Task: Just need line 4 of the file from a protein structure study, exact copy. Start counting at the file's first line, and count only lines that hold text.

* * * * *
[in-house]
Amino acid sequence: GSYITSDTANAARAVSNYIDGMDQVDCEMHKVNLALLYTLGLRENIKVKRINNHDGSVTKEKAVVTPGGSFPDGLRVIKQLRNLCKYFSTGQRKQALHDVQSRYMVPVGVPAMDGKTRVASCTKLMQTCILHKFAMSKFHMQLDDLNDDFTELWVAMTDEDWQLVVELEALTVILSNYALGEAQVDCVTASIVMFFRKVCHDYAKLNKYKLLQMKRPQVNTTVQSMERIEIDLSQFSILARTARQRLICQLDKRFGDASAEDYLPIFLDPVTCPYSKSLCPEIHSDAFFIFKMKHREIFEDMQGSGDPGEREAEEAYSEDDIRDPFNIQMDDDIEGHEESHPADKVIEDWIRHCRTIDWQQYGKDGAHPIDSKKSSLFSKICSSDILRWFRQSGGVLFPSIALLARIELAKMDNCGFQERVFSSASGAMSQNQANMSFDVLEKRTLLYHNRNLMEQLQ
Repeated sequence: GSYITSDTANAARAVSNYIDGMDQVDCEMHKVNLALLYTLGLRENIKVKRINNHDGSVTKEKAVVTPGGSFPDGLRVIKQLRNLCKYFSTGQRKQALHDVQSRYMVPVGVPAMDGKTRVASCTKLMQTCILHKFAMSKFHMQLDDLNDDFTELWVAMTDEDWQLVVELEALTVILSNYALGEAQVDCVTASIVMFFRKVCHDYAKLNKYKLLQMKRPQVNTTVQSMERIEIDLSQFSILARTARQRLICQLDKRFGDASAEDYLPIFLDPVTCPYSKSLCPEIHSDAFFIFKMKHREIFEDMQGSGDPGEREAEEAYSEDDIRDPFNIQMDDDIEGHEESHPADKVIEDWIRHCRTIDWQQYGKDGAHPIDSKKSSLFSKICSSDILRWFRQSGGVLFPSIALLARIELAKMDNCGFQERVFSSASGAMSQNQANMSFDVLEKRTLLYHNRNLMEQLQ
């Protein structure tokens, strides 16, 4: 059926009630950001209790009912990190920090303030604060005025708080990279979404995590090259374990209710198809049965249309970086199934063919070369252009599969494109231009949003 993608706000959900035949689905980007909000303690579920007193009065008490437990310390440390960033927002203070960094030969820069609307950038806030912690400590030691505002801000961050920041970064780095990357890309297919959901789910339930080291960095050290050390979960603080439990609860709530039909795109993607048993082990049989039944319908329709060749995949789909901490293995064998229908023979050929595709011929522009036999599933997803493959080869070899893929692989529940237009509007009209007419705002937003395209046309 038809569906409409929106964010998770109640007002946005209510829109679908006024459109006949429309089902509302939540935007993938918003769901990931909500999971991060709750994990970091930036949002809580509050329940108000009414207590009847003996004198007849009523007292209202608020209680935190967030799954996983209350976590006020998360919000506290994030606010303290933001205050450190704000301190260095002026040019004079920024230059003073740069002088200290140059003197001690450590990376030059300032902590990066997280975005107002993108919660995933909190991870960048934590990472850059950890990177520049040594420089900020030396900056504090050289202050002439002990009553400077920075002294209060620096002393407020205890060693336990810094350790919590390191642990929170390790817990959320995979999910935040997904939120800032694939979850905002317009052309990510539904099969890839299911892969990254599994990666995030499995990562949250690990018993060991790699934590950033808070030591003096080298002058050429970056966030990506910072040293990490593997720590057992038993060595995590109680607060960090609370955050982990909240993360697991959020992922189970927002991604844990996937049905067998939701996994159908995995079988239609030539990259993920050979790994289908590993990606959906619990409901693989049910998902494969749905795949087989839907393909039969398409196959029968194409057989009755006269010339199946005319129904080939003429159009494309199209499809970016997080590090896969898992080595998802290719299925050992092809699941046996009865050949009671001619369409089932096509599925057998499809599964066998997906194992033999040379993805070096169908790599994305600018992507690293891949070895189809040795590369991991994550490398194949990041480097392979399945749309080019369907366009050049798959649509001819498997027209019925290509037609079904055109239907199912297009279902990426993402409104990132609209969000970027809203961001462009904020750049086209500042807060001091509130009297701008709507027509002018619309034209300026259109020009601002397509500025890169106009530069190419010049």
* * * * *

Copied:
């Protein structure tokens, strides 16, 4: 059926009630950001209790009912990190920090303030604060005025708080990279979404995590090259374990209710198809049965249309970086199934063919070369252009599969494109231009949003 993608706000959900035949689905980007909000303690579920007193009065008490437990310390440390960033927002203070960094030969820069609307950038806030912690400590030691505002801000961050920041970064780095990357890309297919959901789910339930080291960095050290050390979960603080439990609860709530039909795109993607048993082990049989039944319908329709060749995949789909901490293995064998229908023979050929595709011929522009036999599933997803493959080869070899893929692989529940237009509007009209007419705002937003395209046309 038809569906409409929106964010998770109640007002946005209510829109679908006024459109006949429309089902509302939540935007993938918003769901990931909500999971991060709750994990970091930036949002809580509050329940108000009414207590009847003996004198007849009523007292209202608020209680935190967030799954996983209350976590006020998360919000506290994030606010303290933001205050450190704000301190260095002026040019004079920024230059003073740069002088200290140059003197001690450590990376030059300032902590990066997280975005107002993108919660995933909190991870960048934590990472850059950890990177520049040594420089900020030396900056504090050289202050002439002990009553400077920075002294209060620096002393407020205890060693336990810094350790919590390191642990929170390790817990959320995979999910935040997904939120800032694939979850905002317009052309990510539904099969890839299911892969990254599994990666995030499995990562949250690990018993060991790699934590950033808070030591003096080298002058050429970056966030990506910072040293990490593997720590057992038993060595995590109680607060960090609370955050982990909240993360697991959020992922189970927002991604844990996937049905067998939701996994159908995995079988239609030539990259993920050979790994289908590993990606959906619990409901693989049910998902494969749905795949087989839907393909039969398409196959029968194409057989009755006269010339199946005319129904080939003429159009494309199209499809970016997080590090896969898992080595998802290719299925050992092809699941046996009865050949009671001619369409089932096509599925057998499809599964066998997906194992033999040379993805070096169908790599994305600018992507690293891949070895189809040795590369991991994550490398194949990041480097392979399945749309080019369907366009050049798959649509001819498997027209019925290509037609079904055109239907199912297009279902990426993402409104990132609209969000970027809203961001462009904020750049086209500042807060001091509130009297701008709507027509002018619309034209300026259109020009601002397509500025890169106009530069190419010049």